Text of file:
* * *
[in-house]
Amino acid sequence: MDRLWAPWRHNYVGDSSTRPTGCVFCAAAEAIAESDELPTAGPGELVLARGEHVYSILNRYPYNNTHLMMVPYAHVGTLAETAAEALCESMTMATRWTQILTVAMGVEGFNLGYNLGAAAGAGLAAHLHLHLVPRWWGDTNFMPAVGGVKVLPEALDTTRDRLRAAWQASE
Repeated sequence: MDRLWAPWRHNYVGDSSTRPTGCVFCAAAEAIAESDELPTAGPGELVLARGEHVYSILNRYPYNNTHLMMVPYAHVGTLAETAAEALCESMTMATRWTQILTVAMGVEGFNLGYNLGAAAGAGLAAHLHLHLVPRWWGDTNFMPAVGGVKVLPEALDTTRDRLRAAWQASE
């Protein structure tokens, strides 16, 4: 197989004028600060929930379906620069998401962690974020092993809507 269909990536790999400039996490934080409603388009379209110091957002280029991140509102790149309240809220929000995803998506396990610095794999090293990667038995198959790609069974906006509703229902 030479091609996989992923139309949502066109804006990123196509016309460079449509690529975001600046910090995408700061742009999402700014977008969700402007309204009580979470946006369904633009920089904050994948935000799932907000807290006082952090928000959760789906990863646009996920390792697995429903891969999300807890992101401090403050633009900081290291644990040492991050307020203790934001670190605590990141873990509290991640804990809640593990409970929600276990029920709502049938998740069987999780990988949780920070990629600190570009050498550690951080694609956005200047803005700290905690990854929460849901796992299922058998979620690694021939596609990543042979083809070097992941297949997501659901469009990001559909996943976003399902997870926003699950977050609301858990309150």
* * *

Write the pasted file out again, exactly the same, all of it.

[in-house]
Amino acid sequence: MDRLWAPWRHNYVGDSSTRPTGCVFCAAAEAIAESDELPTAGPGELVLARGEHVYSILNRYPYNNTHLMMVPYAHVGTLAETAAEALCESMTMATRWTQILTVAMGVEGFNLGYNLGAAAGAGLAAHLHLHLVPRWWGDTNFMPAVGGVKVLPEALDTTRDRLRAAWQASE
Repeated sequence: MDRLWAPWRHNYVGDSSTRPTGCVFCAAAEAIAESDELPTAGPGELVLARGEHVYSILNRYPYNNTHLMMVPYAHVGTLAETAAEALCESMTMATRWTQILTVAMGVEGFNLGYNLGAAAGAGLAAHLHLHLVPRWWGDTNFMPAVGGVKVLPEALDTTRDRLRAAWQASE
């Protein structure tokens, strides 16, 4: 197989004028600060929930379906620069998401962690974020092993809507 269909990536790999400039996490934080409603388009379209110091957002280029991140509102790149309240809220929000995803998506396990610095794999090293990667038995198959790609069974906006509703229902 030479091609996989992923139309949502066109804006990123196509016309460079449509690529975001600046910090995408700061742009999402700014977008969700402007309204009580979470946006369904633009920089904050994948935000799932907000807290006082952090928000959760789906990863646009996920390792697995429903891969999300807890992101401090403050633009900081290291644990040492991050307020203790934001670190605590990141873990509290991640804990809640593990409970929600276990029920709502049938998740069987999780990988949780920070990629600190570009050498550690951080694609956005200047803005700290905690990854929460849901796992299922058998979620690694021939596609990543042979083809070097992941297949997501659901469009990001559909996943976003399902997870926003699950977050609301858990309150």